Moving along, because Nanjo has so many historic ruins I’d intended to skip some of the lesser ones to focus on the castle. I made an exception for Kakinohana Hija spring, which was a good thing as I would discover later. The spring is a downhill walk from the rudimentary parking lot and even from a ways off I could hear the sound of children playing. Several families had gathered and were splashing around in the cool spring water! Maybe it could have been a place for quiet introspection or something, but it was definitely a place for the simple fun of splashing friends and family to keep cool under the oppressive heat.
From here I returned to the parking and walked a few minutes down the road to the castle ruin, which has no parking. This was my favorite of the three castles.
Kakinohana Castle is said to have been built in the 14th century by the second son of the Minton Aji (lord). Earthenware and imported Chinese ceramics had been found on the site which is now mostly swallowed up by the jungle.
Layered uneven stones in the jungle grow uphill toward an opening in a concealed wall encased by the jungle. Are they steps? Is this just the landscape? Even the walls almost feel more of an organic piece of the land and not manmade. Abundant foliage rimmed the cleared path beyond, my every step setting off a cacophony in the underbrush all around. The sound of unfamiliar and unseen birds came from higher. More of the walls came into view leading to a splitting path, one ending in an overlook whose view is now just trees and the other flat clearing with a single, simple stone monument in its center, likely the utaki. There was a drama to how it was set up and replaying my time at the jungle ruin in the sweaty mid-afternoon felt like a place far from modern civilization and not one surrounded by residential houses and cafes just out of sight and hearing.
My last stop was Tamagusuku, a hilltop castle said to be have been built by Amamikiyo and faces the eastern paradise of Niraikanai across the water from which she came.
The parking is just a large grassy clearing beside the hill. Seeing a clearing leading up to the castle walls looking down on me near a stone sign I assumed that was the way up. Up the knee-high grassy hill, maybe full of habu. It’s an adventure right?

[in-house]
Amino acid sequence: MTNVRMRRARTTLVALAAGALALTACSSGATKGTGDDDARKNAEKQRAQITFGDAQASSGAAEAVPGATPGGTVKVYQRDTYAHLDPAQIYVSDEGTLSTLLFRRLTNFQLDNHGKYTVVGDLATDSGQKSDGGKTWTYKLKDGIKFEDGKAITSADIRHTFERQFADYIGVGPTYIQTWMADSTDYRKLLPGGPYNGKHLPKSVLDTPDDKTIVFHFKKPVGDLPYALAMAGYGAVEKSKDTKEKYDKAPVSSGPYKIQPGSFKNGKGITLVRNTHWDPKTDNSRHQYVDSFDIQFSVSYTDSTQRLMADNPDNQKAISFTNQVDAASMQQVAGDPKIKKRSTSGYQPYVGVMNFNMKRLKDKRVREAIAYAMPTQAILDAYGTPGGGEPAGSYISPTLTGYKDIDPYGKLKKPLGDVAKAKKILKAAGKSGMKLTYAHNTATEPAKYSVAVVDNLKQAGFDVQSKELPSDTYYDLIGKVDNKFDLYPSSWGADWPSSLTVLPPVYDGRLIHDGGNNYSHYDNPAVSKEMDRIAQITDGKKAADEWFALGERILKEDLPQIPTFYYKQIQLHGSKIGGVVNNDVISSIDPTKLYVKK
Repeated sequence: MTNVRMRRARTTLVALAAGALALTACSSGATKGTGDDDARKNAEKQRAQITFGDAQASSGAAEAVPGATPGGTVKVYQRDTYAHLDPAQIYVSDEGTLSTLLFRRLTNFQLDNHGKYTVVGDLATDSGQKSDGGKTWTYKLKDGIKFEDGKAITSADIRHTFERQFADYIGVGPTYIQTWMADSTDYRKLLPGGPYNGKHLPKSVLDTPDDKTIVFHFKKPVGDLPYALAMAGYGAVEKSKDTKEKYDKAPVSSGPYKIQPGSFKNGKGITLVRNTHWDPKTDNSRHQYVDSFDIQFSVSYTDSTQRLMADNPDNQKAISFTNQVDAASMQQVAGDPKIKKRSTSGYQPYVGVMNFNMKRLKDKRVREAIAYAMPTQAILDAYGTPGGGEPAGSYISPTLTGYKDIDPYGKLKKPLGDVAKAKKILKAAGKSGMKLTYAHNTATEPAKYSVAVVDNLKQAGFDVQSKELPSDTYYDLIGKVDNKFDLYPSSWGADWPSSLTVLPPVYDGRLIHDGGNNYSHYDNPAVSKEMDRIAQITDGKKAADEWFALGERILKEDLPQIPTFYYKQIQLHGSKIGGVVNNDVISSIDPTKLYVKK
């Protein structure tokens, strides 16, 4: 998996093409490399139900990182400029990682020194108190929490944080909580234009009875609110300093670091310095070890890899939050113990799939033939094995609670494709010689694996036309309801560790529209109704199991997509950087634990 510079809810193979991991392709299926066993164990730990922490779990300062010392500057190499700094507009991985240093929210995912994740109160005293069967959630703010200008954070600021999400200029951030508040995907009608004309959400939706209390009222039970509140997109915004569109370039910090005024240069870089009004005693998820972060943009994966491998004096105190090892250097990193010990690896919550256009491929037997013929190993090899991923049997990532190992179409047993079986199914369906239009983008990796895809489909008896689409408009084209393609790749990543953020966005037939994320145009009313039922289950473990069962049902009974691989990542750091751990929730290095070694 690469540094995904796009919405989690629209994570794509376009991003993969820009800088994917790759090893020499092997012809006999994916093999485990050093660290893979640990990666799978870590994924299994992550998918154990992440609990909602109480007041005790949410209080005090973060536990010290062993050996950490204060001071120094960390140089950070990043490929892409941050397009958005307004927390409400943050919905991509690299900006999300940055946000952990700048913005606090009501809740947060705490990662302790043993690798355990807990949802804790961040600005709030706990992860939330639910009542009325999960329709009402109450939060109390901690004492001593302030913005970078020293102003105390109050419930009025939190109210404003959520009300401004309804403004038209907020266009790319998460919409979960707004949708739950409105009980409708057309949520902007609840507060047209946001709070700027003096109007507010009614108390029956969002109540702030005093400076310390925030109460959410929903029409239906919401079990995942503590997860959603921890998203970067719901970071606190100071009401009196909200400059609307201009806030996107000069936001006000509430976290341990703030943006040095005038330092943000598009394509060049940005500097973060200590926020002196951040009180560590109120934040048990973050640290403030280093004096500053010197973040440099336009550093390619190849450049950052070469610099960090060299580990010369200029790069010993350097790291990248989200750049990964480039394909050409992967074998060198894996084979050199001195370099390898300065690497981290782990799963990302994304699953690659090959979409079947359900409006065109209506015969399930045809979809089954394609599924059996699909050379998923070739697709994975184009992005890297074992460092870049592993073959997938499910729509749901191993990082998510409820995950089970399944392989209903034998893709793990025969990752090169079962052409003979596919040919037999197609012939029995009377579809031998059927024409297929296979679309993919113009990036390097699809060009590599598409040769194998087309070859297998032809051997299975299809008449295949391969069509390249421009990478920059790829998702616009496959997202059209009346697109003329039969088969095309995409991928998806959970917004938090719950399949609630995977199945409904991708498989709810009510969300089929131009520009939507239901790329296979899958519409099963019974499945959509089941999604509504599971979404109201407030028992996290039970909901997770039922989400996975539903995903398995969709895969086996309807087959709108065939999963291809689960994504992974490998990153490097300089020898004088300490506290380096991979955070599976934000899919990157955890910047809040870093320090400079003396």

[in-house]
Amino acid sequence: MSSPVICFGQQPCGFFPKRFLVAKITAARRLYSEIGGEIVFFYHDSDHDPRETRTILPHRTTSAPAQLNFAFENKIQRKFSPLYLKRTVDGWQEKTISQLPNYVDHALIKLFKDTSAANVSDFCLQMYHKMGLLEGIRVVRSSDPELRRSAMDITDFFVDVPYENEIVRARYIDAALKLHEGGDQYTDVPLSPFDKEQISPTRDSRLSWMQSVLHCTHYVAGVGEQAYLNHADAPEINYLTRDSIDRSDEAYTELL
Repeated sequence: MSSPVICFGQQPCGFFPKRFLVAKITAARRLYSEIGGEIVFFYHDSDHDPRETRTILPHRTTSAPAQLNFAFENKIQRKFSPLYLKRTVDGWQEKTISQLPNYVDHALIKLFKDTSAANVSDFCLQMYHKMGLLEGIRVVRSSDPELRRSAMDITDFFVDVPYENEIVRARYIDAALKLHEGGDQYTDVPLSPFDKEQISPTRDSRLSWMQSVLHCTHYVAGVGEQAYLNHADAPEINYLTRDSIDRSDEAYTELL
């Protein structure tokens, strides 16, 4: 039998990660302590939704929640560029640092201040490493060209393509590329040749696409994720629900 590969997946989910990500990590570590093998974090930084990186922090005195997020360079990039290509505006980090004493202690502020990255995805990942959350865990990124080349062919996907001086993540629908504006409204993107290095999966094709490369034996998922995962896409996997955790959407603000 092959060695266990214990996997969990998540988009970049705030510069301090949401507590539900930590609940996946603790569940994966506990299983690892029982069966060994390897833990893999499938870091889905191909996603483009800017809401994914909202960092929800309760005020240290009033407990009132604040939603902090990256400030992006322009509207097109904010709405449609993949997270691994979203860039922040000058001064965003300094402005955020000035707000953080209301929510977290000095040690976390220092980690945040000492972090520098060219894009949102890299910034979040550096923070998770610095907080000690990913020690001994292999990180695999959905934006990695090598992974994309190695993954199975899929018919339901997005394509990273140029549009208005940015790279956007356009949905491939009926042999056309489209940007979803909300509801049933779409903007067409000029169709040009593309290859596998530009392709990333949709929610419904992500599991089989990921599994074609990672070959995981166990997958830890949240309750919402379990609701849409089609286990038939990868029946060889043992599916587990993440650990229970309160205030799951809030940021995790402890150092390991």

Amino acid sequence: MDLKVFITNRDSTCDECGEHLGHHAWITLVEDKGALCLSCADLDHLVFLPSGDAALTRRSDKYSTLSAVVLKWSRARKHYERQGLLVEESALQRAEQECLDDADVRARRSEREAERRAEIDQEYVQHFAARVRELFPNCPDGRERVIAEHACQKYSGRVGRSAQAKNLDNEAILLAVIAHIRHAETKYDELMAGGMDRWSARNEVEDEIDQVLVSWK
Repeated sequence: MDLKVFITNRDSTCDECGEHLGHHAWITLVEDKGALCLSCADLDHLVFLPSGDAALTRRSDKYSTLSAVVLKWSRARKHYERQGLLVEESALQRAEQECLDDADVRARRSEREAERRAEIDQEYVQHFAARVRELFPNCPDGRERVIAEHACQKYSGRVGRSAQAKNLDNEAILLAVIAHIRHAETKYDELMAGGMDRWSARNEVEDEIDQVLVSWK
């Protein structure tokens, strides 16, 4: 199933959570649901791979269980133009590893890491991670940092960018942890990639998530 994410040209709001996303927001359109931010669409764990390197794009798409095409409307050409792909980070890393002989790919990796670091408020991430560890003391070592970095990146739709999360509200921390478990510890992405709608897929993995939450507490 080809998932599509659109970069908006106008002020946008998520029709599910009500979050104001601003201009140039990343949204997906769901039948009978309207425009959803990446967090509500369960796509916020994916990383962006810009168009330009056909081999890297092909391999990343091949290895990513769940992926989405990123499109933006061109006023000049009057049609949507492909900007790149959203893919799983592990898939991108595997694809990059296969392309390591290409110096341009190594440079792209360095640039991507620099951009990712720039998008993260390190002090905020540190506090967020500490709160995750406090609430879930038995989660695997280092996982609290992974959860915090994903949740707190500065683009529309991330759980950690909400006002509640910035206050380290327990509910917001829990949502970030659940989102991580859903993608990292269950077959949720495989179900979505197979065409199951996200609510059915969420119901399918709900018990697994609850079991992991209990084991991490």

Anyway, don’t do that. Walk to the far side of the parking facing the hill, there’s a second jungle path leading to the wooden stairs that run to the entrance.
The story behind it makes Tamagusku worth visiting, though like the other two castles it was rather small especially compared to the more famous and admission-charging sites. A golf course sullies the otherwise beautiful view but it was nice. The castle’s true standout feature is its entrance, an organically shaped hobbit-hole formed amidst the walls. It gives a slightly otherworldly quality to this quiet ruin.
The simplicity of these three castles is part of what makes them special. They hail from an earlier time when this was all that was needed to protect the sacred place and that they remain so many centuries later with little to no explanation, the lack of story, actual makes seeing them feel like their own brand of adventure. Going during a pandemic, when overall tourism is down and being outdoors makes them a safe alternative to indoor attractions, and feels like the best time to have them to yourself with few interlopers to spoil the magic.
Before setting out, I recommend getting the free Nanjo City Tourism Map as it contains multiple sightseeing routes showing what is relatively near what with good recommendations for visiting order to make the most of your trip.